The institution of slavery in the United States began on the West Coast of Africa. Africans were brought from the 3,000 mile coastline between North Senegal and South Angola.
The dances mimicked the every day tasks of slavery.
Woulousodong is a type of dance where this element was found. Woulousodong of the Wolorf people in Senegal is one of this dance's interpretations, when learned in America, is that the movements represented those of the slaves while they walked up the gang plank.
The African explanation tells us the movements signify adolescents breaking away from their parents' household and taking on new responsibilities.
African Dance in the Diaspora
During slavery, the dances revolved around the labors of the day. The dances were called shuckin’ corn, pitchin’ hay and even milkin’ the cow and were given those exact titles.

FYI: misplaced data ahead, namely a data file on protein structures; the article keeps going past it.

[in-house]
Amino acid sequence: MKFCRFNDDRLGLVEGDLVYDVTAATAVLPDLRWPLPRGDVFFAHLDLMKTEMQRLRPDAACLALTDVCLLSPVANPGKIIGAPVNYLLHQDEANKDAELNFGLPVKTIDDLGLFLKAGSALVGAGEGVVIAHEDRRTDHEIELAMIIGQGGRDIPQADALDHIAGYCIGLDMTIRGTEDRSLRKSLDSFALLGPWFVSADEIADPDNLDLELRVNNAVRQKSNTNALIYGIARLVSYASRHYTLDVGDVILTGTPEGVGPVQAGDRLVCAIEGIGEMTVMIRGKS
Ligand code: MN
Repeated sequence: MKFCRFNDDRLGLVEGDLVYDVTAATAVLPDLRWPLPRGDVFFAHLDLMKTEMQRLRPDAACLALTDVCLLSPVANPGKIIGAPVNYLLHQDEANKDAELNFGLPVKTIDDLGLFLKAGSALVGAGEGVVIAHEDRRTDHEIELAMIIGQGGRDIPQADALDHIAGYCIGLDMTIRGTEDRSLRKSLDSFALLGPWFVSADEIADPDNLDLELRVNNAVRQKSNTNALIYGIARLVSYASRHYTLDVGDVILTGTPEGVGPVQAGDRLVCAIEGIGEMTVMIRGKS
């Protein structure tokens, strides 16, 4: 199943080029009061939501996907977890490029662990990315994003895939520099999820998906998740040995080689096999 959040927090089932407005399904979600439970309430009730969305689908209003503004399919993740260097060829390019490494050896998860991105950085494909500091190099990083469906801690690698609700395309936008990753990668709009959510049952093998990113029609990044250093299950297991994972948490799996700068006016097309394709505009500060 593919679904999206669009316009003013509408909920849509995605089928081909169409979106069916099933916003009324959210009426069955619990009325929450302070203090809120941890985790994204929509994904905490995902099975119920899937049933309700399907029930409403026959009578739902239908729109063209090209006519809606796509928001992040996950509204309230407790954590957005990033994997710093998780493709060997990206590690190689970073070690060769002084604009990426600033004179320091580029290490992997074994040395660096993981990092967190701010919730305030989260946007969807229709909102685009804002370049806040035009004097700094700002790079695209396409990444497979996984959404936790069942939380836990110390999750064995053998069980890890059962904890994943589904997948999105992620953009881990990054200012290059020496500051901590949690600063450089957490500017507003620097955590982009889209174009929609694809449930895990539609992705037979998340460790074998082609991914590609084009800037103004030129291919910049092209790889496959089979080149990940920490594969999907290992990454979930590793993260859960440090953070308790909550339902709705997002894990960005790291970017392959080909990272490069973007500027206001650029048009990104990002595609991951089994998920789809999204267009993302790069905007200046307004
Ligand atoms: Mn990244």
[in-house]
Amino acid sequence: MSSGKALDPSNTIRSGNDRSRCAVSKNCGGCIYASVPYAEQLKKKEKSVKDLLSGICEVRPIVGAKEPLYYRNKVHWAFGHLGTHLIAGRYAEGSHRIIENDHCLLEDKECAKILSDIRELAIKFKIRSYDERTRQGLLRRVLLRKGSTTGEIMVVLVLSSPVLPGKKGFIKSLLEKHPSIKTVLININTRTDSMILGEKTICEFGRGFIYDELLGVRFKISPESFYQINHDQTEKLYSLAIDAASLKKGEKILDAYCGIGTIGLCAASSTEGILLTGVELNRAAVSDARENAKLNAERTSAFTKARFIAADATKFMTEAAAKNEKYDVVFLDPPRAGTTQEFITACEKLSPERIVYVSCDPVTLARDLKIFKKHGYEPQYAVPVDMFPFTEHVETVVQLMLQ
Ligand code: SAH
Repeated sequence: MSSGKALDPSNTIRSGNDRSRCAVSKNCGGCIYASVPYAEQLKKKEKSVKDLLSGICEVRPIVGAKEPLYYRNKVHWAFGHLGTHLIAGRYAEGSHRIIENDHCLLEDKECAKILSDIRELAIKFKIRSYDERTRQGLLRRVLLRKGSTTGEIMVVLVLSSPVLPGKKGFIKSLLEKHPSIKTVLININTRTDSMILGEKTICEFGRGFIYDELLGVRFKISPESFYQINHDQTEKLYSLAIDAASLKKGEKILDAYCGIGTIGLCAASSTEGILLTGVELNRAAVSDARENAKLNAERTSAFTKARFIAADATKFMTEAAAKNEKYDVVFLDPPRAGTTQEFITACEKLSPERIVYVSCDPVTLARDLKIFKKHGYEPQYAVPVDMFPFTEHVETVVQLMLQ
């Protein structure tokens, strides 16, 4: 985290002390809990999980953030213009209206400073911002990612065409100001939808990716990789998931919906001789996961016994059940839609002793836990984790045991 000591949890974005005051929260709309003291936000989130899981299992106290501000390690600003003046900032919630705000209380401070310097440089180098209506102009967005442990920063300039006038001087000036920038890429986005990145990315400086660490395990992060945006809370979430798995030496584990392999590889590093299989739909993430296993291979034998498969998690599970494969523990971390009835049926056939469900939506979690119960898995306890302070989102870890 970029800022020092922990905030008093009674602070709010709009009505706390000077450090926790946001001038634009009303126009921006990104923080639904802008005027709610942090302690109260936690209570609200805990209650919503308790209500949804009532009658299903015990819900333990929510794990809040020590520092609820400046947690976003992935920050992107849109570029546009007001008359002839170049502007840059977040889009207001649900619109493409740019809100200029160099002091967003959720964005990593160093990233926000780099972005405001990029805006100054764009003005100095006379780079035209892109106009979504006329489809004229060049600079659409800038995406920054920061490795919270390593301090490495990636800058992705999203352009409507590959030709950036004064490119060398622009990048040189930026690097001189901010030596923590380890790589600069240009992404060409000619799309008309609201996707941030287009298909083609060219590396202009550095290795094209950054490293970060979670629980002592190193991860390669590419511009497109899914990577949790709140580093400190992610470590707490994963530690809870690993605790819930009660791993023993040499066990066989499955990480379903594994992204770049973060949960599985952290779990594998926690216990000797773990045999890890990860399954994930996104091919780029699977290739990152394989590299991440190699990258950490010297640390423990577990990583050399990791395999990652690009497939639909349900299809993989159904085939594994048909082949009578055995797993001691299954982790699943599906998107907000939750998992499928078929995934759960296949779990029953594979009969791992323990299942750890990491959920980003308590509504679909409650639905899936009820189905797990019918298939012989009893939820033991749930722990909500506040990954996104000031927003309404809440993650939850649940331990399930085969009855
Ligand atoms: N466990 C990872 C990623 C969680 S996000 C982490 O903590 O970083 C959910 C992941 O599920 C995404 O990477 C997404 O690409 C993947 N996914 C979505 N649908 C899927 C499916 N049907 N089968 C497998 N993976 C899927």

These dances were flat-footed, bent or crouched postures and were done as a group activity.
After Emancipation and the mass migration to the North, African American secular dance began to change from flat-footed and bent over, to more upright positions and individual dancing which mimicked the dances in the North.
Dance in Hiphop Culture
Both styles are evident in Hiphop dances. The Harlem Shake, the Kid and Play, the Running Man and some elements of Break Dancing can be upright, involve partners or groups and have an extensive use of the arms and back.